The Scribblers Group 2              Group Leader Val Muggeridge
This Group formed following a Creative Writing Course run by Mike Eastwood.
We meet the 2nd Tuesday of every month in Members' homes.

You can contact me Val Muggeridge on 307891


For me a party to celebrate my birthday was a non event coming as it does
just after the Christmas festivities. I say ‘was’ because so little notice of
the event was ever taken of it; after all with so much emphasis on
Christmas there is little time to consider anything else. Harassed
housewives are people to avoid and to ask the question “what about
my party this year?” is asking for trouble. So with the passing years
I have accepted my lot and have sunk into a state of resignation. After all there is always New Year and Spring yet to come.

But this particular year was to be different. My lovely wife suddenly announced in an unguarded moment that for my seventieth birthday she was going to arrange a party for me, and since it would not be costing me a penny I could sit back and enjoy my birthday. All the family had promised to come and arm twisting was kept to a minimum.

The house was turned upside down, furniture being moved around or stacked up where it would cause least inconvenience to guests. My wife was by now in top gear and was busy arranging tables along the wall with beautiful tablecloths arranged to maximum effect. The event was to be celebrated by a buffet meal as you will have surmised and questions were being directed to me as to what dishes would be acceptable . How should I know?! What a useless individual I was proving to be. Lack of experience was offered but this was received rather coldly. What about cousin Chris coming from Dover? He was known to be difficult with his food – medical reasons were cited and of course Phyl his wife was beyond the pale, impossible! There again my other cousin coming from Surrey knew absolutely everything about everything and had the reputation of being able to spot the slightest error in presentation. Politely of course, making sure everyone around heard his commanding word.

By this time I was beginning to wish that birthdays were once a century, though now it was too late to call the whole thing off. Cards were beginning to arrive with messages and slogans congratulating me on the magnificent achievement of reaching the age of seventy. I didn’t care a hoot, for me it was just another milestone. However I did appreciate all the effort being put into the event, particularly by my wife who was being ably assisted by my two daughters, accompanied by their respective husbands, who had arrived early to help with the arrangements so I suggested that we men might get out of the way by going off to the nearby pub for a short while. Surprisingly this suggestion was accepted with universal approval by the women present, and with some relief we made it to my local. By the time we got back more guests had arrived and the atmosphere, helped by a few drinks, was much more convivial. I was beginning to enjoy my birthday.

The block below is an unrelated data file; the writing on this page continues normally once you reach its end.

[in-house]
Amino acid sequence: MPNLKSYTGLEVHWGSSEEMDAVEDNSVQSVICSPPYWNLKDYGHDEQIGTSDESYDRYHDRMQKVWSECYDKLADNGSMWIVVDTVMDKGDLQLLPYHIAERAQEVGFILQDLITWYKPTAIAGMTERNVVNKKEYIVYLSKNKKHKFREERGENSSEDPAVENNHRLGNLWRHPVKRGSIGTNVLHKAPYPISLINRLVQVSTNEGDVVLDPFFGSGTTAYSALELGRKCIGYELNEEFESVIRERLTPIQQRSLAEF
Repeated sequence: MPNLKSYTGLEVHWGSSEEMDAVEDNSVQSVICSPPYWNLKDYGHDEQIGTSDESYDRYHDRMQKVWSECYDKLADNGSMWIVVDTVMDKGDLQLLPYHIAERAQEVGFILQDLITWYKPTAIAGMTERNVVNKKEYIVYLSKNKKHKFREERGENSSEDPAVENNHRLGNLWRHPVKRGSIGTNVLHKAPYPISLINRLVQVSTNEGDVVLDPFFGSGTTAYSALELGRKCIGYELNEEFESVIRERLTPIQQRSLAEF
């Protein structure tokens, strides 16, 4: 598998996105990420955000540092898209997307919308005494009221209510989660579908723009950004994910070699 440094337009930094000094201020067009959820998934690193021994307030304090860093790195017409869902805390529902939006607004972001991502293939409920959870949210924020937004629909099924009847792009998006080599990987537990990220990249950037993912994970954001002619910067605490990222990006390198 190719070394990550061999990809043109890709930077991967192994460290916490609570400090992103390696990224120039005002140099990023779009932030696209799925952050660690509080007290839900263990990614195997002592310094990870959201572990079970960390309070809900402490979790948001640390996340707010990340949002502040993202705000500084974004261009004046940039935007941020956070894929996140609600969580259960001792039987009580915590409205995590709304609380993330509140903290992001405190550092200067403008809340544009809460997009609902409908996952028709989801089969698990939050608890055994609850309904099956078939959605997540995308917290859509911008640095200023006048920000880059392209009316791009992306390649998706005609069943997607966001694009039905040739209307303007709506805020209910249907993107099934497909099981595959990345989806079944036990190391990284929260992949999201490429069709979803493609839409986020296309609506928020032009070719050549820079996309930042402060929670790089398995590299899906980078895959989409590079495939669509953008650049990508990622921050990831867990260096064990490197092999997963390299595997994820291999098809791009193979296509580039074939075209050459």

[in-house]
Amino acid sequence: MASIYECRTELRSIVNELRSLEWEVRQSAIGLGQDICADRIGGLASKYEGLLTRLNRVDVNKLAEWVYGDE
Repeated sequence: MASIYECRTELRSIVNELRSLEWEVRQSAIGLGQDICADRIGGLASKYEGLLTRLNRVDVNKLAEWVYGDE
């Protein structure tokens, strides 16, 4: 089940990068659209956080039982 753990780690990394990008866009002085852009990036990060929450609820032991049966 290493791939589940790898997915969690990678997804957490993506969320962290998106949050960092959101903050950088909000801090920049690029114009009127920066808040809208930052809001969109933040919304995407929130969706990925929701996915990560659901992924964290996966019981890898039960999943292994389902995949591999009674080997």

So we arrived at the time when ‘happy birthday’ is sung and a toast to the embarrassed person in offered, the dread speech has been achieved. At last what a relief. Everyone said what a great day it had been and having said farewell to the last guest we fell back exhausted, but happy that all had gone well.

My next birthday party would be my eightieth, although actually it would be best held say in June, that would make me eighty and a half but, “hold on” said my wife, “that would mean that you get two birthdays, though not in the same year!” How could this be possible? There was only one precedent which I knew of ….HM the Queen had two birthdays – her normal one and her official one. After all if it was good enough for the Queen, why shouldn’t this humble subject also be entitled to so indulge. My wife reluctantly agreed!

And so it was some ten and a half years later on a bright sunny day we were able to make use of the garden this time and enjoy its warmth and the balmy atmosphere. It was clear to me why I should have two birthdays.

It will take another six years before I’m able to celebrate my ninetieth but that will be another story.

Gordon Laycock
January 2012